Empfehlen Sie diesen Beitrag:
FacebookTwitterGoogle+LinkedInXING

Applicants: How You Convert a Rejection into an Acceptance

As an applicant, you have probably been annoyed by the fact that you have not been informed about the progress of your application by the company for a long time. Just recently, we had taken up the subject in this blog. Today, at the beginning of the new year, I would also like to look at the mutual behavior from the other side. From an entrepreneur’s or human resource manager’s point of view.

Written by Jens Kügler

First of all, I would like to address to the employers or HR teams. How can you reject an applicant so nicely that he or she is not demotivated and keeps on searching with his head raised high? And—above all—that he keeps the company in good memory despite his cancellation?

A renowned advertising agency in Frankfurt had done it excellently with me. And that was more than 20 years ago, when there was still a shortage of jobs instead of a shortage of applicants in the industry. In the cancellation letter, the company let me know that I was in the very best selection. And I had just landed in second place. Silver medal! Finally, the rejection letter asked me if the company could keep my application documents. There are plans to advertise more jobs in the medium term, as they wrote!

Of course he was allowed, I answered. I even wrote that I was happy about the “podium position two” and that I had found the interview very pleasant and the task very exciting. Barely three months later that same person called me and asked if I was still available, in other words, looking for a job. Another position had to be filled and I was thought of. However, I had meanwhile started a new job in Munich. Too late that time—but from then on I only wrote friendly replies to cancellations.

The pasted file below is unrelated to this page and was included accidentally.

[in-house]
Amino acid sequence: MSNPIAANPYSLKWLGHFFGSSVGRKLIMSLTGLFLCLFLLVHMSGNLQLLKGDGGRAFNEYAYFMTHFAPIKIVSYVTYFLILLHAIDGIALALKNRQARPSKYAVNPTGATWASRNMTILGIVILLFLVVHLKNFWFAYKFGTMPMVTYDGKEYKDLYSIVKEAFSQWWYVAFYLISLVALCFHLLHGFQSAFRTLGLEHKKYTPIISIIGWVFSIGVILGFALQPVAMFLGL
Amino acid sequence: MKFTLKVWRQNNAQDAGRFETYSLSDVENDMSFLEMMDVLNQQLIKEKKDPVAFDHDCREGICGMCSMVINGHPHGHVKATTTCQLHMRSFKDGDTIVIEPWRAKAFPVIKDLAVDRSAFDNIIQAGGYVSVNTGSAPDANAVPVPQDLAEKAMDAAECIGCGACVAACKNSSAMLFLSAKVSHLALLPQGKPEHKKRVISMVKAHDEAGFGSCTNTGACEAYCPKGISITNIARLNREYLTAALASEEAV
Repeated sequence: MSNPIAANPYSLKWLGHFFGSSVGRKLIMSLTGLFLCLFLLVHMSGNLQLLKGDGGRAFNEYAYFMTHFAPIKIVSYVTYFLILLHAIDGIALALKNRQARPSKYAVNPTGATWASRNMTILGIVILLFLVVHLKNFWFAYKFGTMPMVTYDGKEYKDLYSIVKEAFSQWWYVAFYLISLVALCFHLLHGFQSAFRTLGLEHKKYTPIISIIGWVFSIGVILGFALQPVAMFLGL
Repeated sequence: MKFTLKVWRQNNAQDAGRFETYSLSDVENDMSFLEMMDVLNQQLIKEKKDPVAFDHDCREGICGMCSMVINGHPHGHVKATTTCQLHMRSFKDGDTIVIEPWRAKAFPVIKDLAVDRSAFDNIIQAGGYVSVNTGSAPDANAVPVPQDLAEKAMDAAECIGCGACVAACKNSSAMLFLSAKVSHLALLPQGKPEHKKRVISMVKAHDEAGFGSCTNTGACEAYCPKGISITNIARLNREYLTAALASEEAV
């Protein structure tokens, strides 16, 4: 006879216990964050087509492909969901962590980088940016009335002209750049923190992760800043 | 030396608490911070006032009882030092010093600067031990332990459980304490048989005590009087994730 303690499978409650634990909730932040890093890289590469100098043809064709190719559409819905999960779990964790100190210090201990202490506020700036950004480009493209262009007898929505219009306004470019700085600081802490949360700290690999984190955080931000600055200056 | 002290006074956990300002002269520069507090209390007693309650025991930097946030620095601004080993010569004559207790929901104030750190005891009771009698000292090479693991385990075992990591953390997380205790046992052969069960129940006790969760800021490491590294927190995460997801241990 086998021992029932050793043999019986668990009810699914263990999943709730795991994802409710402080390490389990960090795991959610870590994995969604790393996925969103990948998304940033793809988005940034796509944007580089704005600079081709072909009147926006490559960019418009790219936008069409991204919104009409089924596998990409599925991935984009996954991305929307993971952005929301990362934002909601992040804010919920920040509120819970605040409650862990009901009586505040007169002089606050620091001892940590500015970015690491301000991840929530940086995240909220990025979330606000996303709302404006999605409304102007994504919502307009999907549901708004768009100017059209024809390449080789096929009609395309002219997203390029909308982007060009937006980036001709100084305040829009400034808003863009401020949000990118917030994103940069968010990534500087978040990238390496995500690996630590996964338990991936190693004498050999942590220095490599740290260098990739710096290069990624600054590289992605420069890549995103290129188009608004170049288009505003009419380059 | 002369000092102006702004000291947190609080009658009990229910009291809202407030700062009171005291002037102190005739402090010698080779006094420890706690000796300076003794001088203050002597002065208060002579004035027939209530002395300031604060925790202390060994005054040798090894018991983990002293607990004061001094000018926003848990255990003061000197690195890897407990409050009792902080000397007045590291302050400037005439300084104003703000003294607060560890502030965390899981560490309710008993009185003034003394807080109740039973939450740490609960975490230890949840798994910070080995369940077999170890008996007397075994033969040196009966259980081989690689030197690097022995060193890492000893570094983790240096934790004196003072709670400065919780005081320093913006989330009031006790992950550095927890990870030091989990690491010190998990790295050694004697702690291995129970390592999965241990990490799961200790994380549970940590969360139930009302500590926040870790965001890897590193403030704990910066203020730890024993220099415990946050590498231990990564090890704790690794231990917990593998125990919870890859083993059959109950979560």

Just before Christmas 2017, a newsletter from Dale Carnegie Training, a coaching company, had a subject heading that pointed to the following content: Almost 90% of all HR staff are happy to receive a polite reply from an applicant they had previously cancelled! A friendly answer could even be worthwhile, as the newsletter explained in the longcopy. Every fourth responsible person in the human resources department reserves such friendly replying candidates for future vacancies. This was the result of a survey conducted in 2017 by the German online service Jobware.

Well, applicants, a good intention for the new year could be: Responds to cancellations—and do it kindly. Emphasize your continued interest in the company and the exciting job. Refer to the pleasant interview, if it had taken place and was actually pleasant. This will increase your chances in round two of the new hires.

And dear entrepreneurs and HR professionals: talent management in times of a shortage of skilled workers also includes “feel-good” cancellations. You keep the applicants in your candidates pool and save yourself from expensive job advertisements as well as tedious application processes. And you win the most talented minds. Because even the supposedly second best is a winner type that will help you to move forward.

We wish you a successful year 2018.
Your team of Your-Success-Counts.de!

Empfehlen Sie diesen Beitrag:
FacebookTwitterGoogle+LinkedInXING